WASHINGTON—Mexican drug traffickers have pushed aside their Colombian counterparts and now dominate the U.S. market in the biggest reorganization of the trade since the rise of the Colombian cartels in the 1980s, U.S. officials say.
Mexican groups now are behind much of the cocaine, heroin, marijuana and methamphetamine on U.S. streets, the officials say, with Mexican law enforcement agencies viewed as either too weak or too corrupt to stop them.
Mexico’s role as a drug-trafficking hub has been growing for some time, but its grip on the $400-billion-a-year trade has strengthened in recent years. According to the U.S. Drug Enforcement Administration last month, 92 percent of the cocaine sold in the United States in 2004 came through the U.S.-Mexico border, compared with 77 percent in 2003.
And the Key West-based Joint Interagency Task Force South, which coordinates federal drug interdiction efforts and intelligence, has reported almost 90 percent of the cocaine heading to the U.S. market goes by boat to Mexico or other countries in Central America, and then by land to the U.S. border.
The DEA noted 14 cities as “staging areas:” Albuquerque, Brownsville, Dallas, El Paso, Houston, Laredo, Los Angeles, McAllen, Oklahoma City, Phoenix, Tulsa, San Antonio, San Diego and Tucson.
U.S. law enforcement agencies have uncovered over 30 tunnels below the border built by drug traffickers. One congressional aide described them as “industry-standard tunnels that you would find in a mining operation.”
The Mexicans also offer a more varied menu of drugs than their Colombian counterparts, who traditionally dealt in cocaine and heroin. According to the DEA, Mexico is the second-largest supplier of heroin in the United States after Colombia, and the largest foreign supplier of marijuana.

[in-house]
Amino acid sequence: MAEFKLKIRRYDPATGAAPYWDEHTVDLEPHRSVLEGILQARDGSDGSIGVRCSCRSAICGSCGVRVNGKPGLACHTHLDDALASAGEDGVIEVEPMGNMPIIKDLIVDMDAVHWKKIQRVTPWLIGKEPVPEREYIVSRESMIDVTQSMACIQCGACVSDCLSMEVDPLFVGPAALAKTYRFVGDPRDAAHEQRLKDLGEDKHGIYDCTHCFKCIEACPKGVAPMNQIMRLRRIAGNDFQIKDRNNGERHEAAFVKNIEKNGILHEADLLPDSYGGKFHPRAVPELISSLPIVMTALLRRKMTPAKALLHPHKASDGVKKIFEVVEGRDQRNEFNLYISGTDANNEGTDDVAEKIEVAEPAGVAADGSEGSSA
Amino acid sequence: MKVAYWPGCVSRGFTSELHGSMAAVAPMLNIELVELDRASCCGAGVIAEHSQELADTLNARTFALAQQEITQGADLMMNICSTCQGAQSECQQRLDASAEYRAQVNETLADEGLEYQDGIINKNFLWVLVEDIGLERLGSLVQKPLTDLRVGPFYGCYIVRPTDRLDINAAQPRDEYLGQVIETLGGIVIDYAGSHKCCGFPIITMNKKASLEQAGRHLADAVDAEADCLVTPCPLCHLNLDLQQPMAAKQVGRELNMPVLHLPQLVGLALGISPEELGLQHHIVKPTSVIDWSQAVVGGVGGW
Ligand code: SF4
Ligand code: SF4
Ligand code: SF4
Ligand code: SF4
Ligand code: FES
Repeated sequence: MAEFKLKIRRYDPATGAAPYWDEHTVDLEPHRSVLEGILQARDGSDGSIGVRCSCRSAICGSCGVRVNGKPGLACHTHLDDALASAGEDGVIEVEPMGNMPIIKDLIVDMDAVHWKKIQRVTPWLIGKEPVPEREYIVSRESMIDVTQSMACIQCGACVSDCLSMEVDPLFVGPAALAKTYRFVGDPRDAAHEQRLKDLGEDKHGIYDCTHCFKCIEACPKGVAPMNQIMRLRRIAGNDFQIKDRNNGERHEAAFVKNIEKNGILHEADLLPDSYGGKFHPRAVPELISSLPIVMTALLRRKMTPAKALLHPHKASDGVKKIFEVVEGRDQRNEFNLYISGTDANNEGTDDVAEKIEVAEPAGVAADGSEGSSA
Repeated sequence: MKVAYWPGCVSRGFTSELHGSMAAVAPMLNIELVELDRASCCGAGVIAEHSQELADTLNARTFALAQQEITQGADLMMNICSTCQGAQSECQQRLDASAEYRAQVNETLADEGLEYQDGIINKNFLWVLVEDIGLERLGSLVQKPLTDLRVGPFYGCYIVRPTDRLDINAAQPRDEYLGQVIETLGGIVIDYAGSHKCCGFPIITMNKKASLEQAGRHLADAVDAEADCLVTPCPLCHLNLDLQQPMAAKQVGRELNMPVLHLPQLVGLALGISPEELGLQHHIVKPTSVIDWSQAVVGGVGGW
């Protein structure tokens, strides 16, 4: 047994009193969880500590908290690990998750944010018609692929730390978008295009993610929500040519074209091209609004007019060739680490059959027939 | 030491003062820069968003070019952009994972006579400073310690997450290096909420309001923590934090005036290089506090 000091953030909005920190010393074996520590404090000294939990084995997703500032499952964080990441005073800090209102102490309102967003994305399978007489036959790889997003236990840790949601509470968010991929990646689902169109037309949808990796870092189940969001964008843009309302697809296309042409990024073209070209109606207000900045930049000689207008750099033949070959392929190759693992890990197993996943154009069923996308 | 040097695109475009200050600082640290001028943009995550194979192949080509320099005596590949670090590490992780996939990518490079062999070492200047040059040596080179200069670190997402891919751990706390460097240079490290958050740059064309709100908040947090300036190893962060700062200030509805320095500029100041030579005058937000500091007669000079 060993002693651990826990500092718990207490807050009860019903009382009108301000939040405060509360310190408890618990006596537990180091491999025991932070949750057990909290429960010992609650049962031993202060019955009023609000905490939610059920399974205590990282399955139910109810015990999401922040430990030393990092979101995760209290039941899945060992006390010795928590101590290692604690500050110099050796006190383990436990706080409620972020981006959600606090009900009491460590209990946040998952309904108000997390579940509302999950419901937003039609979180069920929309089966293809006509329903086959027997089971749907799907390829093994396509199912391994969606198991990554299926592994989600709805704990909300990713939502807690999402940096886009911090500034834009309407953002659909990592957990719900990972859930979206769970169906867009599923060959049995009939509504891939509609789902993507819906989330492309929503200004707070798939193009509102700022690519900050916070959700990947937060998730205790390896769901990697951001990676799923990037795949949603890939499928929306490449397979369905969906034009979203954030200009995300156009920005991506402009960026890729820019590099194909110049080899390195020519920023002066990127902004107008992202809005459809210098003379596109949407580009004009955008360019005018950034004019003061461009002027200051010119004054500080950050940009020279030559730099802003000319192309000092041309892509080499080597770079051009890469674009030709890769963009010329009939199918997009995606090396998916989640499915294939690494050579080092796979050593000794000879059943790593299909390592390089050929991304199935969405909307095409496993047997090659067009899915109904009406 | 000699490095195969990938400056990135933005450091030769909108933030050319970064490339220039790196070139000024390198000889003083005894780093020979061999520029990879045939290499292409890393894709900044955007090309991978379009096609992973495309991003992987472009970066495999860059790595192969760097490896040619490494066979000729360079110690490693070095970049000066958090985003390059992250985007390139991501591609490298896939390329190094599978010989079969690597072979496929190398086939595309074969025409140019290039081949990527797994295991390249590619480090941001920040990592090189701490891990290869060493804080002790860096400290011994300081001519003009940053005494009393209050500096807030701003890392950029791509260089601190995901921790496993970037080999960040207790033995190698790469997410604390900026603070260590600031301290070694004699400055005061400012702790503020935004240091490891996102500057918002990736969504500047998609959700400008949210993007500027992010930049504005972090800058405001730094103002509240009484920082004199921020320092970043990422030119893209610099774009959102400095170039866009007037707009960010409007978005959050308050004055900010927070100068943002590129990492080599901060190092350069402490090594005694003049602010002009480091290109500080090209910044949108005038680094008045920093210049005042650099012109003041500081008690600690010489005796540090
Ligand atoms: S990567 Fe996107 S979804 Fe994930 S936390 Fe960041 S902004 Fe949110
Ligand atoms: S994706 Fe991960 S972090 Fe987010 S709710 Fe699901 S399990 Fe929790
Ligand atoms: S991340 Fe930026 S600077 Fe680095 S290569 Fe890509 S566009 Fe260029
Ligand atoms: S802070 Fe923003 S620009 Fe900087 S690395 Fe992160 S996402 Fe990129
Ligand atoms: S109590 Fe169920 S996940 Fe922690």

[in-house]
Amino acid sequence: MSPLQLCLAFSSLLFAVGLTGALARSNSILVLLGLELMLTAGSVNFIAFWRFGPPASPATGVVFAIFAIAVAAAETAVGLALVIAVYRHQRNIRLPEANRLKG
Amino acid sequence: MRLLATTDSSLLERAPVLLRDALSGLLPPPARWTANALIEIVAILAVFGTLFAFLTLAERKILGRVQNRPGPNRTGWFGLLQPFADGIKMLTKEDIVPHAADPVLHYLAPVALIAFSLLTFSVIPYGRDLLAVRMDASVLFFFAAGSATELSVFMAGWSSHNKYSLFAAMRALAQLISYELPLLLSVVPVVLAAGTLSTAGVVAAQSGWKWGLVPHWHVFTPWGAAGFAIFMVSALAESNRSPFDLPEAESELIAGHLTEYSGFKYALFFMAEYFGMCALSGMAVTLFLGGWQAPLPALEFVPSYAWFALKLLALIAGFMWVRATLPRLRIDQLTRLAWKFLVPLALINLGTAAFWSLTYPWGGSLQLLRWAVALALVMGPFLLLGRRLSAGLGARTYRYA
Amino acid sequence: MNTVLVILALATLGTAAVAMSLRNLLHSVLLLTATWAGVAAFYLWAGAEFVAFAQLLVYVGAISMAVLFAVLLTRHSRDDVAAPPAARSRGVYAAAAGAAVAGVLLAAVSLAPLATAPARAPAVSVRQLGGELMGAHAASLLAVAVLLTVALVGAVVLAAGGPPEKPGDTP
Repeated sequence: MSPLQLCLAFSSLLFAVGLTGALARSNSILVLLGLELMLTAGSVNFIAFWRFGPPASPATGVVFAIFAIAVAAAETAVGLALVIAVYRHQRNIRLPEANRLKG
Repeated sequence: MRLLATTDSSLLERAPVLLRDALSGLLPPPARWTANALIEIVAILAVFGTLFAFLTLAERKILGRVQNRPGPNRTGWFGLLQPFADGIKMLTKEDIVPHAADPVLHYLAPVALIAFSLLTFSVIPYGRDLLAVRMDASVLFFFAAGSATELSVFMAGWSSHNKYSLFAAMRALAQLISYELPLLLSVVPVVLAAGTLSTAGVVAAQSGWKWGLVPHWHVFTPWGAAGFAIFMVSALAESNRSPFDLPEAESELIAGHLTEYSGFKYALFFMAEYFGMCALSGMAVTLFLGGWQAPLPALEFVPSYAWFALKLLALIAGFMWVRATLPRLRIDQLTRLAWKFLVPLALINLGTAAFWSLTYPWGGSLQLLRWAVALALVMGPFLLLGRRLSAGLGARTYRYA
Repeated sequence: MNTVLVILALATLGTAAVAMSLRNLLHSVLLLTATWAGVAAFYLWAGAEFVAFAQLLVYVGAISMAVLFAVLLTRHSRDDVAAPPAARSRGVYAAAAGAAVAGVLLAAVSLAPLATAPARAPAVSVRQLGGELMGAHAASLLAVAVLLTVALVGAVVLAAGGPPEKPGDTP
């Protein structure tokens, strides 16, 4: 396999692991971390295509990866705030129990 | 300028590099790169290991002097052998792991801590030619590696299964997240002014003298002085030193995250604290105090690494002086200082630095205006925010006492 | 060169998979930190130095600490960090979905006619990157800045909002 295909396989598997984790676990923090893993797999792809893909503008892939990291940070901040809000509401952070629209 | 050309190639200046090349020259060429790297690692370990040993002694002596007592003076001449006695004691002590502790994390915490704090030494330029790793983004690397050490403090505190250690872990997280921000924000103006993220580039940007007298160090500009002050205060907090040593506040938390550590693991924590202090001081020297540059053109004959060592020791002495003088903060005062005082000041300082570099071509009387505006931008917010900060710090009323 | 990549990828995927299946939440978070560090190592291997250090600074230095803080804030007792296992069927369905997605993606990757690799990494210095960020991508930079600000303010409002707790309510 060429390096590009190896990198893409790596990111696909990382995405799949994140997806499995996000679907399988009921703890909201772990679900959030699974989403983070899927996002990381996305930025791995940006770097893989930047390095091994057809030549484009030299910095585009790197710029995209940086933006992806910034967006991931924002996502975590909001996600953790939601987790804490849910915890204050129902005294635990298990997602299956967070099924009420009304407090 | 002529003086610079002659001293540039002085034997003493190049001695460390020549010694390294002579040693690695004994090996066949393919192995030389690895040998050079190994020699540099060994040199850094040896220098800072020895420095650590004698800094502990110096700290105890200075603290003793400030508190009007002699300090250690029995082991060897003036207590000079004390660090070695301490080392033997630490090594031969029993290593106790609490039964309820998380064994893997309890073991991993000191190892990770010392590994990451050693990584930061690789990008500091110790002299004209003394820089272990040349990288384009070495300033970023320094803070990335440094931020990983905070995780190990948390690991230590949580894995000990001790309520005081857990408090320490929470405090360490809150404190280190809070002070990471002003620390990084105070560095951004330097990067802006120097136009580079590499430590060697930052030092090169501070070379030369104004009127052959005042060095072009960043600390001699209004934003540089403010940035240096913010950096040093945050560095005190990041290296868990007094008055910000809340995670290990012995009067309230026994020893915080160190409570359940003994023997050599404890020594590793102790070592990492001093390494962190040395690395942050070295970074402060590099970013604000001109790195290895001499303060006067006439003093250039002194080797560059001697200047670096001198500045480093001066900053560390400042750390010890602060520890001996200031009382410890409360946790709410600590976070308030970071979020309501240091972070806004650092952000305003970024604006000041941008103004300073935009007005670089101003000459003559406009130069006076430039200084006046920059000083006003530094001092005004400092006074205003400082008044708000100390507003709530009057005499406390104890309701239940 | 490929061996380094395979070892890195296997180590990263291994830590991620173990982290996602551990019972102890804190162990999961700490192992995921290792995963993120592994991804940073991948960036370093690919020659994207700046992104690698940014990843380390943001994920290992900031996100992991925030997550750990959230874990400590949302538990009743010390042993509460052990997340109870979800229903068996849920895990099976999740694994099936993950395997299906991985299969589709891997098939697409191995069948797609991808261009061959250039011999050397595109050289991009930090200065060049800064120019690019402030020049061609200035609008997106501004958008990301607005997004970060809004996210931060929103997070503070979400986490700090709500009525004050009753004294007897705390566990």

Mexican gangs also are becoming a major force in the burgeoning methamphetamine trade by setting up production laboratories on both sides of the U.S.-Mexican border. In 2004, a record 3,600 pounds of methamphetamine was seized along the south-west border, a 74 percent rise since 2001, according to DEA figures.
Then there’s Mexico’s police corruption, which Placido called the “single largest impediment to seriously impacting the drug trafficking problem in Mexico.”
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Reuters, July 29
NUEVO LAREDO, Mexico,—Rival drug cartel gunmen fired bazookas, tossed hand grenades and raked each other with machine gun fire in a battle at a home near the U.S. border, police said Friday.
The battle erupted late Thursday when a squad of about 30 masked men opened fire on a suspected drug cartel safe house on a residential street in Nuevo Laredo, across the Rio Grande from Laredo, Texas, blasting off its doors and strafing the facade with bullets.
Nuevo Laredo is a key hub for trade in goods and illegal drugs bound for Texas. It is currently in the grip of a war between powerful drug cartels seeking control of lucrative cocaine, marijuana and amphetamine smuggling routes.
At least 79 people, including 18 police officers, have been shot to death in the city this year in the battle between powerful and well-armed gangs from the western state of Sinaloa and the local Gulf cartel.
The U.S. State Department issued two warnings to American citizens traveling to Mexico this year. The caution was repeated this week by U.S. ambassador to Mexico Tony Garza, who singled out Nuevo Laredo as a crime black spot.
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